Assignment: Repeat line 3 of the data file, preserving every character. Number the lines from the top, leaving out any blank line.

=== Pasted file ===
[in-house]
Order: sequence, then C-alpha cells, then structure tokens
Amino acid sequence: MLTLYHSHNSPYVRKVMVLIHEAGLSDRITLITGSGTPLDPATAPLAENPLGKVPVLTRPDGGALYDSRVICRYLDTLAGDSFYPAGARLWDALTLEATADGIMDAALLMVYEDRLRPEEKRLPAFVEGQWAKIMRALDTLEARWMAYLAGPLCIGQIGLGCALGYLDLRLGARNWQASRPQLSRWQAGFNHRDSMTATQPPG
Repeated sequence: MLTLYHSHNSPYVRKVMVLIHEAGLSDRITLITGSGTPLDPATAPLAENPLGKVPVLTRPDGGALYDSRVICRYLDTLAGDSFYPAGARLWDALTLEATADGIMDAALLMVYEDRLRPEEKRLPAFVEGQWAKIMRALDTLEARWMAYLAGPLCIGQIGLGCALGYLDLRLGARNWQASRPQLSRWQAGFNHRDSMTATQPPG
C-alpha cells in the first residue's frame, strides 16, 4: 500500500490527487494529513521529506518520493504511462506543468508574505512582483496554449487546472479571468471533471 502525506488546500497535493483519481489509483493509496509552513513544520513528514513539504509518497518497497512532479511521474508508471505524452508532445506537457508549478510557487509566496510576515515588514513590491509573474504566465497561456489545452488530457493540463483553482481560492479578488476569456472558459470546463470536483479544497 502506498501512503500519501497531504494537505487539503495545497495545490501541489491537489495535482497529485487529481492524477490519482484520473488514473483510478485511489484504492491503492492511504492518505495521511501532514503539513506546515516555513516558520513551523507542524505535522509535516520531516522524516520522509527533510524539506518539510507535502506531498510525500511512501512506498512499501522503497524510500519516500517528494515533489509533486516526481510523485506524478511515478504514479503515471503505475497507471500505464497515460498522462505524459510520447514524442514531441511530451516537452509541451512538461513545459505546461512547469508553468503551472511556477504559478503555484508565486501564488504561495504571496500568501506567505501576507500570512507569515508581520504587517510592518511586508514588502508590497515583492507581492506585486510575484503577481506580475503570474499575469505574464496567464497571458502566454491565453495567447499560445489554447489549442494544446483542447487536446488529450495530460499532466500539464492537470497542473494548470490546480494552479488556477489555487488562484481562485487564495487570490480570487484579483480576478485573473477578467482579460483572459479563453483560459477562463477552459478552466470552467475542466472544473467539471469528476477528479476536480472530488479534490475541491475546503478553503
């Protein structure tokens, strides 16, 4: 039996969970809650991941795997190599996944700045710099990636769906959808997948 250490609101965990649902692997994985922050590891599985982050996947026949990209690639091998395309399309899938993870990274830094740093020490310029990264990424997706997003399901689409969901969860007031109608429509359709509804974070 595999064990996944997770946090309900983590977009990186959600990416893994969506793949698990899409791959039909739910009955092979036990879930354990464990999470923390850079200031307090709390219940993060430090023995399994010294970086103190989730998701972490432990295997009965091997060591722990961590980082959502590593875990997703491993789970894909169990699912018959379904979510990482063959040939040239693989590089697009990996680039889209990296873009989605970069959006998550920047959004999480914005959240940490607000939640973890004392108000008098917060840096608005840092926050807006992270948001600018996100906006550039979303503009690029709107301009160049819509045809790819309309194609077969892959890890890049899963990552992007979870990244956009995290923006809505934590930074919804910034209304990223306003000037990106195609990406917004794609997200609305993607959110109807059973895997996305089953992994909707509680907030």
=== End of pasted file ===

Amino acid sequence: MLTLYHSHNSPYVRKVMVLIHEAGLSDRITLITGSGTPLDPATAPLAENPLGKVPVLTRPDGGALYDSRVICRYLDTLAGDSFYPAGARLWDALTLEATADGIMDAALLMVYEDRLRPEEKRLPAFVEGQWAKIMRALDTLEARWMAYLAGPLCIGQIGLGCALGYLDLRLGARNWQASRPQLSRWQAGFNHRDSMTATQPPG